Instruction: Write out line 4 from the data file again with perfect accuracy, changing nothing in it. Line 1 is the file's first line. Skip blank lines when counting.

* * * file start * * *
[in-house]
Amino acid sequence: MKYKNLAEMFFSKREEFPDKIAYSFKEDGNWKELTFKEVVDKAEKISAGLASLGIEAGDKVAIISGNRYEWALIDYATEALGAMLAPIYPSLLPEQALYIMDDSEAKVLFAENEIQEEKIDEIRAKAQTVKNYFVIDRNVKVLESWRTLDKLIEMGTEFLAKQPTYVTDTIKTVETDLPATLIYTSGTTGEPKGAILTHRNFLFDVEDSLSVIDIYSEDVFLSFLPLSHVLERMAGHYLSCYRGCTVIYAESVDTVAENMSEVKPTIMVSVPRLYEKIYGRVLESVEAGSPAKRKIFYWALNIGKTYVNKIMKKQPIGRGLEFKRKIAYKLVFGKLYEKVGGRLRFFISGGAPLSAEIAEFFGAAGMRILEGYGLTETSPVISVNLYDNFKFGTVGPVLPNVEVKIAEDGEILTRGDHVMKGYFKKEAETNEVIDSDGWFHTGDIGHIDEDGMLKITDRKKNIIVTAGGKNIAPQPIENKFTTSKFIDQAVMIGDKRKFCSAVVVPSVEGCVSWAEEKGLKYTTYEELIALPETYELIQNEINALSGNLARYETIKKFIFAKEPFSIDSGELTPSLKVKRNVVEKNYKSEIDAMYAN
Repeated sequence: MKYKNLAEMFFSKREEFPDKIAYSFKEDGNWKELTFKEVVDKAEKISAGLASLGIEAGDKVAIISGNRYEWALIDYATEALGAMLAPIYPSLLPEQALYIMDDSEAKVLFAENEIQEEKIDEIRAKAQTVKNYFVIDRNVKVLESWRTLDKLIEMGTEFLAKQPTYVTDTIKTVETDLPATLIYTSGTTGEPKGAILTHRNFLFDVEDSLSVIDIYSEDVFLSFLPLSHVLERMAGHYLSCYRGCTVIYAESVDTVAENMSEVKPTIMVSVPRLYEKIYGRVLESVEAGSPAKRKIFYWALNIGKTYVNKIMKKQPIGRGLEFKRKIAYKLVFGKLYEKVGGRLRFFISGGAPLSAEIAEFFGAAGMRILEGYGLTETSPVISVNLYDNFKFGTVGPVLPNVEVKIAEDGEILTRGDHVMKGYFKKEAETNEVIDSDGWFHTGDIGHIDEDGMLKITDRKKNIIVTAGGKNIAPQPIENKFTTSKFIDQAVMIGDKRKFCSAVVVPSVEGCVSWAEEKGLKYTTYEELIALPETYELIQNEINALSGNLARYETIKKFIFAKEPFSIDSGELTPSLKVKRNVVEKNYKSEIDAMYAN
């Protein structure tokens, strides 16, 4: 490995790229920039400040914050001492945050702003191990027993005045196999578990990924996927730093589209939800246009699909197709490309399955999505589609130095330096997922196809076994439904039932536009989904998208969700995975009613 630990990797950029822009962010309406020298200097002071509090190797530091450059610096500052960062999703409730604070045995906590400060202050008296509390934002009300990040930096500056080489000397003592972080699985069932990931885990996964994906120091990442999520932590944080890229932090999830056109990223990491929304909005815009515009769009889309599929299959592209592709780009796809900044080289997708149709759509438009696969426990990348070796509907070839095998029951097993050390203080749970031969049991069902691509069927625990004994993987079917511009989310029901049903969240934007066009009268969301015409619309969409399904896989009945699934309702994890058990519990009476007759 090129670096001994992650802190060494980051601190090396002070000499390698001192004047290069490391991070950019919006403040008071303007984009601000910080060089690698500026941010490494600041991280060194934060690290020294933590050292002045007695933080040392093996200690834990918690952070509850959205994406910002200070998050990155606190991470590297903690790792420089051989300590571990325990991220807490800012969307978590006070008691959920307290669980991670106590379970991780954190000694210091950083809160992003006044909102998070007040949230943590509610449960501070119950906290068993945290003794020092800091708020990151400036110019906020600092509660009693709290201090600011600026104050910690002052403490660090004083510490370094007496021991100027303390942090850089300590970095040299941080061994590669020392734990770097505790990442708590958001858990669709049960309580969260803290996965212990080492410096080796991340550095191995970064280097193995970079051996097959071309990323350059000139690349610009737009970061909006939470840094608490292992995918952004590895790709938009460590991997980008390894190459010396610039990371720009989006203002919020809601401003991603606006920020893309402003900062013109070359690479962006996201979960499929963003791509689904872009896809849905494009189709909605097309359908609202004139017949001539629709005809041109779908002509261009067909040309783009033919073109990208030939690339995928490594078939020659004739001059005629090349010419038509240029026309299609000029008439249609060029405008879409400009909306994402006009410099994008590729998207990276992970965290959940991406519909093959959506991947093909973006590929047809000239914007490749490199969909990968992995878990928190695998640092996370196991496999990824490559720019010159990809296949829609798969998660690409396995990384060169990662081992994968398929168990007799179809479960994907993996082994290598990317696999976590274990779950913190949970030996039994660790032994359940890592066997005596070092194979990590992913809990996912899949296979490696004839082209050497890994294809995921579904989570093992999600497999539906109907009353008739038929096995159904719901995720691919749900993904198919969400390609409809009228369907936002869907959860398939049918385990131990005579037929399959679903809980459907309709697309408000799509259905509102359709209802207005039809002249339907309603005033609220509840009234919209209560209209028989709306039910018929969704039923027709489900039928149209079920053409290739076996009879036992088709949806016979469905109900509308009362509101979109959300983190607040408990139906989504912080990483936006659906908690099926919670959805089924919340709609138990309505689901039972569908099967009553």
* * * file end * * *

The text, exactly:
């Protein structure tokens, strides 16, 4: 490995790229920039400040914050001492945050702003191990027993005045196999578990990924996927730093589209939800246009699909197709490309399955999505589609130095330096997922196809076994439904039932536009989904998208969700995975009613 630990990797950029822009962010309406020298200097002071509090190797530091450059610096500052960062999703409730604070045995906590400060202050008296509390934002009300990040930096500056080489000397003592972080699985069932990931885990996964994906120091990442999520932590944080890229932090999830056109990223990491929304909005815009515009769009889309599929299959592209592709780009796809900044080289997708149709759509438009696969426990990348070796509907070839095998029951097993050390203080749970031969049991069902691509069927625990004994993987079917511009989310029901049903969240934007066009009268969301015409619309969409399904896989009945699934309702994890058990519990009476007759 090129670096001994992650802190060494980051601190090396002070000499390698001192004047290069490391991070950019919006403040008071303007984009601000910080060089690698500026941010490494600041991280060194934060690290020294933590050292002045007695933080040392093996200690834990918690952070509850959205994406910002200070998050990155606190991470590297903690790792420089051989300590571990325990991220807490800012969307978590006070008691959920307290669980991670106590379970991780954190000694210091950083809160992003006044909102998070007040949230943590509610449960501070119950906290068993945290003794020092800091708020990151400036110019906020600092509660009693709290201090600011600026104050910690002052403490660090004083510490370094007496021991100027303390942090850089300590970095040299941080061994590669020392734990770097505790990442708590958001858990669709049960309580969260803290996965212990080492410096080796991340550095191995970064280097193995970079051996097959071309990323350059000139690349610009737009970061909006939470840094608490292992995918952004590895790709938009460590991997980008390894190459010396610039990371720009989006203002919020809601401003991603606006920020893309402003900062013109070359690479962006996201979960499929963003791509689904872009896809849905494009189709909605097309359908609202004139017949001539629709005809041109779908002509261009067909040309783009033919073109990208030939690339995928490594078939020659004739001059005629090349010419038509240029026309299609000029008439249609060029405008879409400009909306994402006009410099994008590729998207990276992970965290959940991406519909093959959506991947093909973006590929047809000239914007490749490199969909990968992995878990928190695998640092996370196991496999990824490559720019010159990809296949829609798969998660690409396995990384060169990662081992994968398929168990007799179809479960994907993996082994290598990317696999976590274990779950913190949970030996039994660790032994359940890592066997005596070092194979990590992913809990996912899949296979490696004839082209050497890994294809995921579904989570093992999600497999539906109907009353008739038929096995159904719901995720691919749900993904198919969400390609409809009228369907936002869907959860398939049918385990131990005579037929399959679903809980459907309709697309408000799509259905509102359709209802207005039809002249339907309603005033609220509840009234919209209560209209028989709306039910018929969704039923027709489900039928149209079920053409290739076996009879036992088709949806016979469905109900509308009362509101979109959300983190607040408990139906989504912080990483936006659906908690099926919670959805089924919340709609138990309505689901039972569908099967009553």